I actually remember exactly where I was the first time I saw The Dark Knight in the Summer of 2008: it was at the Beach Stadium 5 theater in Long Beach Island, New Jersey. The reason I remember — other than The Dark Knight turning out to be one of the defining movie experiences of my lifetime — is that I actually lost my family’s tickets right before the show.
The Dark Knight was released in July, which is usually when my mother, father, sister, and I would spend a couple of weeks at the Jersey Shore. It was one of those classics Jersey Summer stormy days, providing the perfect opportunity for me to guilt the rest of my family into a trip to the movie theater. We had time to kill, though, so in between purchasing the tickets and the beginning of the film, we did some shopping at the local markets, providing the perfect opportunity for my 15-year-old self to lose track of the four tickets we just purchased. Needless to say, my parents were none too happy as I was the one who dragged them to the theater in the first place.
That was 12-years-ago — I’m now a 27-year-old man, and yet, every time I toss on The Dark Knight (which is essentially monthly), I’m amazed at how contemporary the film still feels. Go back and watch 2008’s Hellboy II: The Golden Army or Punisher: War Zone or even The Incredible Hulk and let me know if you feel the same way.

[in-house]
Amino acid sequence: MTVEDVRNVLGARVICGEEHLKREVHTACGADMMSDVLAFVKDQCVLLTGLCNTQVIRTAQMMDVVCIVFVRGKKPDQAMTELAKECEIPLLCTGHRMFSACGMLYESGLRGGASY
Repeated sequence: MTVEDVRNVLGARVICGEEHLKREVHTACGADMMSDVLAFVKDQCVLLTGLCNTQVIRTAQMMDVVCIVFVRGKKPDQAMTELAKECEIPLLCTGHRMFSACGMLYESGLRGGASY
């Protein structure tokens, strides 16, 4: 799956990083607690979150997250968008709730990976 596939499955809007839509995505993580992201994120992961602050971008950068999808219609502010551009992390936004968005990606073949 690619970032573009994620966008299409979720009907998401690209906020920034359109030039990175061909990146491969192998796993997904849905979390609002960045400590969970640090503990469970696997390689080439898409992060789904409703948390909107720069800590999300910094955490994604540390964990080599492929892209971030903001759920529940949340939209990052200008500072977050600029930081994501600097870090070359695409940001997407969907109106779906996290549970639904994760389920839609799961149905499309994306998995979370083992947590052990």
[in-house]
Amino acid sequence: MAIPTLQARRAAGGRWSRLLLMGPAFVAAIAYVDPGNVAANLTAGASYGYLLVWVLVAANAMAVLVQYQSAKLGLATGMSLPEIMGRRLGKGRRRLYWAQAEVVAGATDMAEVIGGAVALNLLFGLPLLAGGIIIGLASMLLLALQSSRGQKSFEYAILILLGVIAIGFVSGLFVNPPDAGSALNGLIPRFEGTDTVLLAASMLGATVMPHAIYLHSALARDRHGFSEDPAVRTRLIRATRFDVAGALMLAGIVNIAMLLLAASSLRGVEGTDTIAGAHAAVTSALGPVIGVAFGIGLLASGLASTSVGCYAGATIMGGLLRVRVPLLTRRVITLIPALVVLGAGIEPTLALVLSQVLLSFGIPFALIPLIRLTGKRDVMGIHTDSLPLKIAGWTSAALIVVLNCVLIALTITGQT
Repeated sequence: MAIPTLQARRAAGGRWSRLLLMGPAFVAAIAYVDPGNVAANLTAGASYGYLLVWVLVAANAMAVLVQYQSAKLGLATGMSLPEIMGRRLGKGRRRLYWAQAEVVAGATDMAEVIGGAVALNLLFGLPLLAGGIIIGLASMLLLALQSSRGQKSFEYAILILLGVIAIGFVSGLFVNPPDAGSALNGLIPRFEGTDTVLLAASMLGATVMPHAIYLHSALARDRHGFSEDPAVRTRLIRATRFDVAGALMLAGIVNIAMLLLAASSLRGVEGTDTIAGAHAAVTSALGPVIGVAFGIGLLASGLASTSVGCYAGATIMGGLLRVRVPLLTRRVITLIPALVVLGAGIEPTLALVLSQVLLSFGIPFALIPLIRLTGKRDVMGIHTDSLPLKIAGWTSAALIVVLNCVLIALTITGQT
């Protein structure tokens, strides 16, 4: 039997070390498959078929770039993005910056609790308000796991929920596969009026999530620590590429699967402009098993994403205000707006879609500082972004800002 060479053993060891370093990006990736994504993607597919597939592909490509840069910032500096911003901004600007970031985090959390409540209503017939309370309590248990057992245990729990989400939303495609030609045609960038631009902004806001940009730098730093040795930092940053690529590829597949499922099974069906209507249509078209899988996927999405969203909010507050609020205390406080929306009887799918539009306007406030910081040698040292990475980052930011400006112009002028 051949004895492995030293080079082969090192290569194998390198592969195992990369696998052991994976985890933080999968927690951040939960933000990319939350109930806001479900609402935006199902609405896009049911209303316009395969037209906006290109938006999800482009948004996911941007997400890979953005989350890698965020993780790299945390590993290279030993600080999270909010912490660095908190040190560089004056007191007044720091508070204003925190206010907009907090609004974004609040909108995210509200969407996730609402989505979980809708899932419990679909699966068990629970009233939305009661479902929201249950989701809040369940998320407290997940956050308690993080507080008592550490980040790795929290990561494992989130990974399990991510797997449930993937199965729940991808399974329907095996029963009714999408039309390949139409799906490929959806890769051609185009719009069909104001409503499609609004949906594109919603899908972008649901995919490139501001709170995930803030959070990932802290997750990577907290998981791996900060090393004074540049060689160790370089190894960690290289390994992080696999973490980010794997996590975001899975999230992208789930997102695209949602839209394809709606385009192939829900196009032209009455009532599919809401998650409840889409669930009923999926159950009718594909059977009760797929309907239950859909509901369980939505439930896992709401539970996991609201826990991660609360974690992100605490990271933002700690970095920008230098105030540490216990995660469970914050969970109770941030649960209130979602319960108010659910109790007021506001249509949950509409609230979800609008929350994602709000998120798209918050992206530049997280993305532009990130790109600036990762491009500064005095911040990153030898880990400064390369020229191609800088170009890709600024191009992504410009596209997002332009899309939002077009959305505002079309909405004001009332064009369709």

Aaron Eckhart, who starred in that decade-defining film as Harvey Dent (and eventually Two-Face), also finds himself in awe of The Dark Knight, as he recently told The Hollywood Reporter that its a ” special, special movie”.
Some scripts are whatever; you get through them and hey, fine. But The Dark Knight was a novel and it was thick. It was like reading literature. And there’s something about Gotham City too. You have a city that’s oppressed and being run by a criminal gang. People can’t go out during the day, everybody’s scared for their safety, and the people that are paid to protect them are corrupted. They’re part of the gang and nobody can trust anybody. Sound like anything that’s familiar?
And then people are looking to a superhero for their liberty and their freedom. Not only is it a great story and a great movie, but this is what cinema and art are all about. It’s a reflection of our times. Chris knocked it out of the park and that’s why that movie is so important. And then, obviously, the performance of Heath. What a special, special movie. I was happy to be a part of it. [via THR]
If you find yourself fixin’ for a Dark Knight rewatch, it’s currently streaming over on HBO Max. We’ve also done a full retrospective podcast of The Dark Knight over on The Post-Credit Podcast, so make sure to check that out if you want more deep-dive analysis of the greatest comic book movie ever made